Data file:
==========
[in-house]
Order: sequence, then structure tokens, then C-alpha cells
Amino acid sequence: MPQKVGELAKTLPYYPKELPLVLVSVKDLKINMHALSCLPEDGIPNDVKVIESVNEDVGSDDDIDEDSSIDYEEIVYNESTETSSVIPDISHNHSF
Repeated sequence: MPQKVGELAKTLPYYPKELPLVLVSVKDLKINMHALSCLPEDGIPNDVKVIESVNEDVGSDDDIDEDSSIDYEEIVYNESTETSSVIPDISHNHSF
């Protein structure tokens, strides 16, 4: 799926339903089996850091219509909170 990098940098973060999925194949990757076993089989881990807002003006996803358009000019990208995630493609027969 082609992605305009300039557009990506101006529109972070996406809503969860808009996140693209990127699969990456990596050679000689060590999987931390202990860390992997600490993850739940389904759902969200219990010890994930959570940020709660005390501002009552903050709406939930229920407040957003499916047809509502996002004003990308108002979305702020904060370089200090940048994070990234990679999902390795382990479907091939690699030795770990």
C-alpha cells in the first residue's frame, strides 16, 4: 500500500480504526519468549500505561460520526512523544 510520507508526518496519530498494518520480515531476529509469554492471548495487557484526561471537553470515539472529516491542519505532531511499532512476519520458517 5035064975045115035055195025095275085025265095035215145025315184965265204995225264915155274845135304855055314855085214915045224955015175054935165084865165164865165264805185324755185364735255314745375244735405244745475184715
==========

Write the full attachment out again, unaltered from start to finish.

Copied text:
[in-house]
Order: sequence, then structure tokens, then C-alpha cells
Amino acid sequence: MPQKVGELAKTLPYYPKELPLVLVSVKDLKINMHALSCLPEDGIPNDVKVIESVNEDVGSDDDIDEDSSIDYEEIVYNESTETSSVIPDISHNHSF
Repeated sequence: MPQKVGELAKTLPYYPKELPLVLVSVKDLKINMHALSCLPEDGIPNDVKVIESVNEDVGSDDDIDEDSSIDYEEIVYNESTETSSVIPDISHNHSF
């Protein structure tokens, strides 16, 4: 799926339903089996850091219509909170 990098940098973060999925194949990757076993089989881990807002003006996803358009000019990208995630493609027969 082609992605305009300039557009990506101006529109972070996406809503969860808009996140693209990127699969990456990596050679000689060590999987931390202990860390992997600490993850739940389904759902969200219990010890994930959570940020709660005390501002009552903050709406939930229920407040957003499916047809509502996002004003990308108002979305702020904060370089200090940048994070990234990679999902390795382990479907091939690699030795770990």
C-alpha cells in the first residue's frame, strides 16, 4: 500500500480504526519468549500505561460520526512523544 510520507508526518496519530498494518520480515531476529509469554492471548495487557484526561471537553470515539472529516491542519505532531511499532512476519520458517 5035064975045115035055195025095275085025265095035215145025315184965265204995225264915155274845135304855055314855085214915045224955015175054935165084865165164865165264805185324755185364735255314745375244735405244745475184715